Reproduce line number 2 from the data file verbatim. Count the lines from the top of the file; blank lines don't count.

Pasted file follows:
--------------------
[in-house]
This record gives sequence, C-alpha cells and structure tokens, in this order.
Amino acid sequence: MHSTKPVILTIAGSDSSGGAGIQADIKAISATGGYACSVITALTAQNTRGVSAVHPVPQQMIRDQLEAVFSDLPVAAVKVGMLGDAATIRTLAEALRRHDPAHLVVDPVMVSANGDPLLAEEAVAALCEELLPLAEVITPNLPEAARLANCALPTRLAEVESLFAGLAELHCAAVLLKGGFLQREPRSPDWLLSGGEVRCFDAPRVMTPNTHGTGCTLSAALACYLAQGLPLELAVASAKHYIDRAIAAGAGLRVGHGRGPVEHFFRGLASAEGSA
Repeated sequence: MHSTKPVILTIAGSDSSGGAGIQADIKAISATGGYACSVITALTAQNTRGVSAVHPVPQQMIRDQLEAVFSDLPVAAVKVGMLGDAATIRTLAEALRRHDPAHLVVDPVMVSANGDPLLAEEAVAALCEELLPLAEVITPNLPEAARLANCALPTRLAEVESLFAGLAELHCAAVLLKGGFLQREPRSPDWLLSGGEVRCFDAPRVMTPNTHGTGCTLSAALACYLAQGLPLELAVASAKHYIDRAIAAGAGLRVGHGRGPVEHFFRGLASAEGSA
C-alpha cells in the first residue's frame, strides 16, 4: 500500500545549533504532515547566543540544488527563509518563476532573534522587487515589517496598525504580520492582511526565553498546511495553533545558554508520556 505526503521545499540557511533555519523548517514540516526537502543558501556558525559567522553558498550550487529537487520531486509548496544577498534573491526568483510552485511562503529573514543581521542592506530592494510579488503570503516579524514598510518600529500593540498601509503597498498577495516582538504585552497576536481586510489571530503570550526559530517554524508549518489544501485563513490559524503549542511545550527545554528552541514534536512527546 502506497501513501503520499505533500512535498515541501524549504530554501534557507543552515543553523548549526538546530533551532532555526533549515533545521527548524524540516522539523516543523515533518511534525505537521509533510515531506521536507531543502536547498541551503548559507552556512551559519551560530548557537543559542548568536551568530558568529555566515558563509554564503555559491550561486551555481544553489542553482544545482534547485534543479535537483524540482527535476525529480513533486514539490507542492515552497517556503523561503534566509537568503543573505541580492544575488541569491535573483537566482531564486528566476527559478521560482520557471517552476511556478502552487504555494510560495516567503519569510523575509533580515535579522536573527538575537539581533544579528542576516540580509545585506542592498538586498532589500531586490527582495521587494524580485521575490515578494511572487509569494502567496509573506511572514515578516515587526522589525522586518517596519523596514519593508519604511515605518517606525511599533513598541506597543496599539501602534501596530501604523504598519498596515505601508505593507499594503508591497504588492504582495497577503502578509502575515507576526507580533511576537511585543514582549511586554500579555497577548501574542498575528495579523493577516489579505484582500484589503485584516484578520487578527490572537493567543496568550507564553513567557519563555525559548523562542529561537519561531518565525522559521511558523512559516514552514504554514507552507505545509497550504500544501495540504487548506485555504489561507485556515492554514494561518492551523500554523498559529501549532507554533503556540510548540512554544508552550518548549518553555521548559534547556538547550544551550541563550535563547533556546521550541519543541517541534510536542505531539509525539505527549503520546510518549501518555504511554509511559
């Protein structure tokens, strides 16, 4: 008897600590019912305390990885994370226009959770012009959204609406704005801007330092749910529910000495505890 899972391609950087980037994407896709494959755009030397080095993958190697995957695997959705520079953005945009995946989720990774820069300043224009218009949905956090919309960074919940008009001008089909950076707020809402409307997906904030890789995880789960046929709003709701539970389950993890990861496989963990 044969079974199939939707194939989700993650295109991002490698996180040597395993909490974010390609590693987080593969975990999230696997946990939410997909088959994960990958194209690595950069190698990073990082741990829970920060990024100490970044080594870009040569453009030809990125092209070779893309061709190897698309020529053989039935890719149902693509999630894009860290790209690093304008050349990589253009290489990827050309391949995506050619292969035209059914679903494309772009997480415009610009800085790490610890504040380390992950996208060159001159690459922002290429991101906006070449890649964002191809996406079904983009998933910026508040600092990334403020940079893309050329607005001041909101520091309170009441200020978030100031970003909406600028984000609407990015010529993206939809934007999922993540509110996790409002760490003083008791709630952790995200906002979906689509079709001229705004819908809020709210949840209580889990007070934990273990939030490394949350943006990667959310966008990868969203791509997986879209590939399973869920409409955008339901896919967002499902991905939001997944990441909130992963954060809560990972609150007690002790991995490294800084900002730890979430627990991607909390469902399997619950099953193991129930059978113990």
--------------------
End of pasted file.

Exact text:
This record gives sequence, C-alpha cells and structure tokens, in this order.